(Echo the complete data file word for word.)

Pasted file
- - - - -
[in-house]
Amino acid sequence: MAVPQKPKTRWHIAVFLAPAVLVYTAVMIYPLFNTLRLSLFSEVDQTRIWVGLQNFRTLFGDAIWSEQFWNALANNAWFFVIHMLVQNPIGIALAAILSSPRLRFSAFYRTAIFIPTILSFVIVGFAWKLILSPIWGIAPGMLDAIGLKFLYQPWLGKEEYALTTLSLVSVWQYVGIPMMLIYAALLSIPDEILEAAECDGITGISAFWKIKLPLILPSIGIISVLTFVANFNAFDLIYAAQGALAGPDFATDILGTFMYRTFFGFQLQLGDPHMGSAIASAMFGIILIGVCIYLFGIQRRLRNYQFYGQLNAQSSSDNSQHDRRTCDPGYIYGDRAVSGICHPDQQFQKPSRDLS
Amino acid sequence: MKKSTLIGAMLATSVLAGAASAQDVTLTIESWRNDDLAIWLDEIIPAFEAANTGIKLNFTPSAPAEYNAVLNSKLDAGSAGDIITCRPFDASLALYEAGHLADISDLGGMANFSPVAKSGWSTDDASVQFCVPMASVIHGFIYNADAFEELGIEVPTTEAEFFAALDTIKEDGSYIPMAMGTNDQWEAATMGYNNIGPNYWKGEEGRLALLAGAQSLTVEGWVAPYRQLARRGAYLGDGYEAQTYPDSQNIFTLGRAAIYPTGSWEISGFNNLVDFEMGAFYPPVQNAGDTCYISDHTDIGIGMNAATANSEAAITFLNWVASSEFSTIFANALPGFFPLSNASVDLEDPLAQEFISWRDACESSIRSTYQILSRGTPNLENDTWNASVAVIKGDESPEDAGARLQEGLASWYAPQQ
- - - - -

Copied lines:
[in-house]
Amino acid sequence: MAVPQKPKTRWHIAVFLAPAVLVYTAVMIYPLFNTLRLSLFSEVDQTRIWVGLQNFRTLFGDAIWSEQFWNALANNAWFFVIHMLVQNPIGIALAAILSSPRLRFSAFYRTAIFIPTILSFVIVGFAWKLILSPIWGIAPGMLDAIGLKFLYQPWLGKEEYALTTLSLVSVWQYVGIPMMLIYAALLSIPDEILEAAECDGITGISAFWKIKLPLILPSIGIISVLTFVANFNAFDLIYAAQGALAGPDFATDILGTFMYRTFFGFQLQLGDPHMGSAIASAMFGIILIGVCIYLFGIQRRLRNYQFYGQLNAQSSSDNSQHDRRTCDPGYIYGDRAVSGICHPDQQFQKPSRDLS
Amino acid sequence: MKKSTLIGAMLATSVLAGAASAQDVTLTIESWRNDDLAIWLDEIIPAFEAANTGIKLNFTPSAPAEYNAVLNSKLDAGSAGDIITCRPFDASLALYEAGHLADISDLGGMANFSPVAKSGWSTDDASVQFCVPMASVIHGFIYNADAFEELGIEVPTTEAEFFAALDTIKEDGSYIPMAMGTNDQWEAATMGYNNIGPNYWKGEEGRLALLAGAQSLTVEGWVAPYRQLARRGAYLGDGYEAQTYPDSQNIFTLGRAAIYPTGSWEISGFNNLVDFEMGAFYPPVQNAGDTCYISDHTDIGIGMNAATANSEAAITFLNWVASSEFSTIFANALPGFFPLSNASVDLEDPLAQEFISWRDACESSIRSTYQILSRGTPNLENDTWNASVAVIKGDESPEDAGARLQEGLASWYAPQQ